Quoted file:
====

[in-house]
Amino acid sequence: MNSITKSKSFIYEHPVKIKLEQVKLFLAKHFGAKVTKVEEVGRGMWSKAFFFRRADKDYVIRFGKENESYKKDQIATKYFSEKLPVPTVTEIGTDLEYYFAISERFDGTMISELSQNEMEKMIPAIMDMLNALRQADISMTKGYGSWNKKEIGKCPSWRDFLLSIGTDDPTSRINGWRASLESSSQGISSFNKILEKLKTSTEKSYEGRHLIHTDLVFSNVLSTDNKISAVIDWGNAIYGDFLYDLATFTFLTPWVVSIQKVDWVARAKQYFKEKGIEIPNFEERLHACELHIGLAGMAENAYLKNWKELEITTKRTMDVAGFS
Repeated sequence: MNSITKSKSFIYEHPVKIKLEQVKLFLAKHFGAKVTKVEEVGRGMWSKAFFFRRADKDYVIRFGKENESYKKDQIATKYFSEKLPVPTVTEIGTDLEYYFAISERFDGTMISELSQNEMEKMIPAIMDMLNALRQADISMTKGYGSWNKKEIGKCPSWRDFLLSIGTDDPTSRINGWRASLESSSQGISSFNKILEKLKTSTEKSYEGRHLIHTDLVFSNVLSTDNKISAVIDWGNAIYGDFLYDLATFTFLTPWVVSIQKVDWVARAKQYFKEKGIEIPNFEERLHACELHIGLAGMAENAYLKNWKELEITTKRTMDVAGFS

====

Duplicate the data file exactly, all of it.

[in-house]
Amino acid sequence: MNSITKSKSFIYEHPVKIKLEQVKLFLAKHFGAKVTKVEEVGRGMWSKAFFFRRADKDYVIRFGKENESYKKDQIATKYFSEKLPVPTVTEIGTDLEYYFAISERFDGTMISELSQNEMEKMIPAIMDMLNALRQADISMTKGYGSWNKKEIGKCPSWRDFLLSIGTDDPTSRINGWRASLESSSQGISSFNKILEKLKTSTEKSYEGRHLIHTDLVFSNVLSTDNKISAVIDWGNAIYGDFLYDLATFTFLTPWVVSIQKVDWVARAKQYFKEKGIEIPNFEERLHACELHIGLAGMAENAYLKNWKELEITTKRTMDVAGFS
Repeated sequence: MNSITKSKSFIYEHPVKIKLEQVKLFLAKHFGAKVTKVEEVGRGMWSKAFFFRRADKDYVIRFGKENESYKKDQIATKYFSEKLPVPTVTEIGTDLEYYFAISERFDGTMISELSQNEMEKMIPAIMDMLNALRQADISMTKGYGSWNKKEIGKCPSWRDFLLSIGTDDPTSRINGWRASLESSSQGISSFNKILEKLKTSTEKSYEGRHLIHTDLVFSNVLSTDNKISAVIDWGNAIYGDFLYDLATFTFLTPWVVSIQKVDWVARAKQYFKEKGIEIPNFEERLHACELHIGLAGMAENAYLKNWKELEITTKRTMDVAGFS